Quantifying the uncertainty of inversion-derived CO2 surface fluxes and attributing the uncertainty to errors in either flux or atmospheric transport simulations continue to be challenges in the characterization of surface sources and sinks of carbon dioxide (CO2). Despite recent studies inferring fluxes while using higher-resolution modeling systems, the utility of regional-scale models remains unclear when compared to existing coarse-resolution global systems. Here, we present an off-line coupling of the mesoscale Weather Research and Forecasting (WRF) model to optimized biogenic CO2 fluxes and mole fractions from the global Carbon Monitoring System inversion system (CMS-Flux). The coupling framework consists of methods to constrain the mass of CO2 introduced into WRF, effectively nesting our regional domain covering most of North America (except the northern half of Canada) within the CMS global model. We test the coupling by simulating Greenhouse gases Observing SATellite (GOSAT) column-averaged dry-air mole fractions (XCO2) over North America for 2010. We find mean model-model differences in summer of 0.12 ppm, significantly lower than the original coupling scheme (from 0.5 to 1.5 ppm, depending on the boundary). While 85% of the XCO2 values are due to long-range transport from outside our North American domain, most of the model-model differences appear to be due to transport differences in the fraction of the troposphere below 850 hPa. Satellite data from GOSAT and tower and aircraft data are used to show that vertical transport above the Planetary Boundary Layer is responsible for significant model-model differences in the horizontal distribution of column XCO2 across North America.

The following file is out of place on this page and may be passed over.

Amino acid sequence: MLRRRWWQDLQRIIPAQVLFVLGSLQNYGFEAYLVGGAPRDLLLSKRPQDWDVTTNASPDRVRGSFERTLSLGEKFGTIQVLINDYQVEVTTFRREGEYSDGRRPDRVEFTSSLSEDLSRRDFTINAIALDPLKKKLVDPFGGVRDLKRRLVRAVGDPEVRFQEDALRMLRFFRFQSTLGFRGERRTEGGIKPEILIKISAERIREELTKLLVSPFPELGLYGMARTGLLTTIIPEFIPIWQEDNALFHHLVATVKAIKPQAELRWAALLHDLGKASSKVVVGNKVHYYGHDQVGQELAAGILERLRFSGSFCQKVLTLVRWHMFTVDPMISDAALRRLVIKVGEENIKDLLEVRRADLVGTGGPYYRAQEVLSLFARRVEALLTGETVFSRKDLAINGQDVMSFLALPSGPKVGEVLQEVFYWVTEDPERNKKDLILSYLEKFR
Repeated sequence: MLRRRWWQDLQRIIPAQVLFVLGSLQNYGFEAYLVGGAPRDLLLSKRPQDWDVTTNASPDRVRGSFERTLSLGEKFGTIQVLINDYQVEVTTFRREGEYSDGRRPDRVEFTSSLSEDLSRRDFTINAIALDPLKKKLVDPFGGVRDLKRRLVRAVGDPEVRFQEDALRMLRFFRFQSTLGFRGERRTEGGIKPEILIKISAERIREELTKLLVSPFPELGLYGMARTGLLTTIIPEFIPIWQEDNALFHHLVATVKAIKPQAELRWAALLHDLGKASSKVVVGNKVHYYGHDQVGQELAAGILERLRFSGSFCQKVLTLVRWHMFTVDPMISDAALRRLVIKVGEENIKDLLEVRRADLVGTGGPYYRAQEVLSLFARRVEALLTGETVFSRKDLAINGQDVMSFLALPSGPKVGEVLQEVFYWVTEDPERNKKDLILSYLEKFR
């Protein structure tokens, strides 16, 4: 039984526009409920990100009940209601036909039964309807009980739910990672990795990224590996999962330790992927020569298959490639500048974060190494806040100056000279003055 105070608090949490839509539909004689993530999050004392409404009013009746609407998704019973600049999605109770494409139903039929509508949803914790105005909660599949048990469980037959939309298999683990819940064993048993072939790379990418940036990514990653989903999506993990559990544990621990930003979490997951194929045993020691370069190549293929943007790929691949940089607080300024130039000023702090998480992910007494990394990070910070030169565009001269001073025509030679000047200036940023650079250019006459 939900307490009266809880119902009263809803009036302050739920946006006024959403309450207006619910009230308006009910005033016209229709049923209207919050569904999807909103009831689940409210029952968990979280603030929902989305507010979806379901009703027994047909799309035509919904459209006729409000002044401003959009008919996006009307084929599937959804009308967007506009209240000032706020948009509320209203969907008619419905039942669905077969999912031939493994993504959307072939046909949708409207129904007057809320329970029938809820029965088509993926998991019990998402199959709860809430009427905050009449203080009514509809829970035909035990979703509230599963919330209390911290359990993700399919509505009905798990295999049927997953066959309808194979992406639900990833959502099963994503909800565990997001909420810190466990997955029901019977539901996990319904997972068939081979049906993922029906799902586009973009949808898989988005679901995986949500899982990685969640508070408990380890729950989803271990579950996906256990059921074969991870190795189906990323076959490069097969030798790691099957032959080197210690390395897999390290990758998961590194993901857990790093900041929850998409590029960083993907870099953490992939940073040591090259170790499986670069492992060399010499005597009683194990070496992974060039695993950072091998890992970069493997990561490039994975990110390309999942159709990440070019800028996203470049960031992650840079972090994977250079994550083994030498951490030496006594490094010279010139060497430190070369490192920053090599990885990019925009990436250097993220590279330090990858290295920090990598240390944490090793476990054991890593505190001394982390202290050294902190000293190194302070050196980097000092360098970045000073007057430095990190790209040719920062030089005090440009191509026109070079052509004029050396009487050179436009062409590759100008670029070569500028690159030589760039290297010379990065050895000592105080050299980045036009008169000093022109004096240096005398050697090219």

All Science Journal Classification (ASJC) codes
- Environmental Science (miscellaneous)